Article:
Seize the fire!

“Didn’t I seize the fire of ideas and make them leap, tear, fly, sing”  – Tom Paulin

“A poet’s work is to name the unnameable, to point out frauds, to take sides; start arguments, shape the world and stop it from going to sleep.”  – Salman Rushdie

I would like to propose Prometheus as the patron saint of insight. Prometheus has the perfect credentials, associated throughout history with creative thinking and courage, his destiny bound by his empathy with the human race, and with a name which literally means ‘forethought’ (he could see into the future).

Prometheus was credited with the creation of humanity (out of clay) in the earliest versions of his story, which goes back to the beginning of Greek mythology almost 3,000 years ago.  Hesiod first introduces Prometheus as a trickster figure in his Theogony and Works and Days around 800 BC, fooling Zeus with his cunning, and extracting a terrible revenge (including Pandora’s jar, not box) on himself and the human race,  Apollodorus summarises the story succinctly in his collection of Greek myths, summarizing many different versions of the myth:

“Prometheus moulded men from water and earth and gave them also fire, hiding it from Zeus in a fennel stalk.  But when Zeus learned of it, he ordered Hephaestus to nail his body to Mount Caucasus (this is a Scythian mountain).  On it Prometheus was nailed and bound for many years.  Each day an eagle swooped on him and ate the lobes of his liver, which grew back each night.  And Prometheus paid this penalty for the theft of fire until Hercules released him later.” (Apollodorus, Library I.vii.1)

Trickster characters are common across all mythologies, from Prometheus to the North American’s Coyote to the Norse god Loki (or Loge as he appears in Richard Wagner’s Ring Cycle).  Dionysus, Maui, Anansi and Kitsune (Japanese for fox) are other examples of such characters who are often associated with transformation of the world, often through transforming their shape or controlling nature.  Such characters have many heroic qualities, although they rely more on intellect than strength to influence the world.

The most famous version of the Prometheus myth is by Aeschylus (c 525-456 BC), who pits the rebellious and sympathetic Prometheus against a tyrannical Zeus (Athens had recently become a democracy), and places gifts to humanity of hope and fire at the heart of the action.  The myth was already showing its flexibility (as all great stories do) to adapt to new times and changed contexts, and around the same time the story also appears in Aesop’s Fables.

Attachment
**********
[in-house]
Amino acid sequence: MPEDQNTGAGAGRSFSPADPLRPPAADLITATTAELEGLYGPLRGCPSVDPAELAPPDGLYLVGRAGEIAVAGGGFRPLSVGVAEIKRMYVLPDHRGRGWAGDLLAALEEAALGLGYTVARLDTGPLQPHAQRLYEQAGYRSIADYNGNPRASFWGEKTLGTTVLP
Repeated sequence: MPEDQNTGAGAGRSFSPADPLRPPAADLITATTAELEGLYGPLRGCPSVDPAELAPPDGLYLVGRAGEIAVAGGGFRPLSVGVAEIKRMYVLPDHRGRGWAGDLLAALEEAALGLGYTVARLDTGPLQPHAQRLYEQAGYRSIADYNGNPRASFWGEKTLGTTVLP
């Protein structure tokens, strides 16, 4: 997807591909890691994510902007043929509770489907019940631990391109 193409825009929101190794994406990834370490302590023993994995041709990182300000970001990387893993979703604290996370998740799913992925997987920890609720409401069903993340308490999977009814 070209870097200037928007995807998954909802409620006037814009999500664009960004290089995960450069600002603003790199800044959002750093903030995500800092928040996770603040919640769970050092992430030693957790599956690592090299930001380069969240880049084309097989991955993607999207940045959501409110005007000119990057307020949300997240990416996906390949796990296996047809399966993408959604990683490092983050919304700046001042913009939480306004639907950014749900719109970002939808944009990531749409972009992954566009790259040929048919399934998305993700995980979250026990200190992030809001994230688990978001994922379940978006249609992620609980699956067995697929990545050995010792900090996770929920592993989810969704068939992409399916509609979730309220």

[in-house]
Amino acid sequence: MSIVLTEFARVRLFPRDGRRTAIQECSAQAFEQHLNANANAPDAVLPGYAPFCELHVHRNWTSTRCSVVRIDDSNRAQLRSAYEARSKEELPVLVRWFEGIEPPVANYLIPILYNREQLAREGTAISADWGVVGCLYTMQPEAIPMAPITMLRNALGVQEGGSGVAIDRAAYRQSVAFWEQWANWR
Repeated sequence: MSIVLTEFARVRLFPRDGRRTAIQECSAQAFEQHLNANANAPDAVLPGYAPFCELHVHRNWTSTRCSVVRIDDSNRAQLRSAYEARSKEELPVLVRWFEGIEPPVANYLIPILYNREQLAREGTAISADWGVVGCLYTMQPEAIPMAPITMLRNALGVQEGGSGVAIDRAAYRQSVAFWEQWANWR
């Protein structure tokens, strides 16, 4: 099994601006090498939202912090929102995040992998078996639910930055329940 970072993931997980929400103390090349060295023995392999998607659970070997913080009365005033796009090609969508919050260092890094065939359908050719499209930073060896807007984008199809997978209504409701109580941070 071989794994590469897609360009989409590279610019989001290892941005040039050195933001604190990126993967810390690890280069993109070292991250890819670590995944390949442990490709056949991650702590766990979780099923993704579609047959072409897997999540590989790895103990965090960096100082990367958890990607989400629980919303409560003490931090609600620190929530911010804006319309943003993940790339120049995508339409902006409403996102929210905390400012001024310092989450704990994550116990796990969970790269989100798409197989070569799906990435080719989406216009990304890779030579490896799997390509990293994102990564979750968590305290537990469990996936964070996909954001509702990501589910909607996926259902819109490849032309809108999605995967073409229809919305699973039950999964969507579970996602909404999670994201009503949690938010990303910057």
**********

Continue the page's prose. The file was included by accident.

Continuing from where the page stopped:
“Prometheus: Besides this I gave them fire;  Chorus: And now do creatures of the day possess bright-faced fire?; Prometheus: Yes, from which they will learn many new skills.”  (Aeschylus, Prometheus Bound, 248-54)

The Romantic poets recreated the myth again, focusing on Prometheus as a rebel and a symbol of human suffering.  In a period which valued creativity, imagination and freedom, Goethe, Byron and the Shelleys identified Promethean spirit with their artistic freedom of expression:

“Sceptreless, free, uncircumscribed – but man; equal, unclassed, tribeless and nationless; exempt from awe, worship, decree; the king over himself; just, gentle, wise – but man.”  (Percy Bysshe Shelley, Prometheus Unbound, 3.4, 194-197, c. 1820)

Prometheus statue at the Rockefeller Centre, NY

Finally, in modern times the myth continues in music, visual art, ballet and literature, often focusing on Prometheus long association with human progress especially in the realms of science and technology.   In the last 20 years there have been two “reimaginations” of Aeschylus’s play by very different British poets, Tom Paulin and Tony Harrison (which was also made into a TV film).  Tony Harrison’s version follows the themes of much of his work with a strong environmental (and sometimes political) message, set against the landscape of northern England and the 1980s miners’ strike, with an apocalyptic view of the negative consequences of Promethean progress and the destructive power of  technology.

Tom Paulin uses fire as a metaphor for ideas rather than technology (see the opening quote), focusing on political themes, especially Prometheus’ association with democratic principles and his empathy with the human condition, and alluding to the recent history of Ireland and particularly Eastern Europe (his version was being written at the time of the fall of the Berlin wall):

“He’s fed you lies; Zeus hijacked both the history and the state we made; That’s why I broke with him and brought the people fire.”  (Tom Paulin, Seize the Fire)

Prometheus, like other myths and stories, is a rich source of ideas, able to evolve and adapt to many different contexts, but retaining an essential truth about the human condition.

So what does this have to do with insight?  Myths, legends and stories have immense power to connect with the human imagination (including that of any audience), and yet to impart an essential truth or a core message which will stay with them.  Wrap key messages in powerful stories, and your insights will have much greater power to influence.

More importantly, focus on the Promethean virtues of creative thinking and courage, and use  your storytelling to persuade clients to agree with your vision of the meaning of your data for their future business strategy.  Seize the fire!


Seize the Fire by Tom Paulin (1990)

Prometheus by Carol Dougherty (2006)

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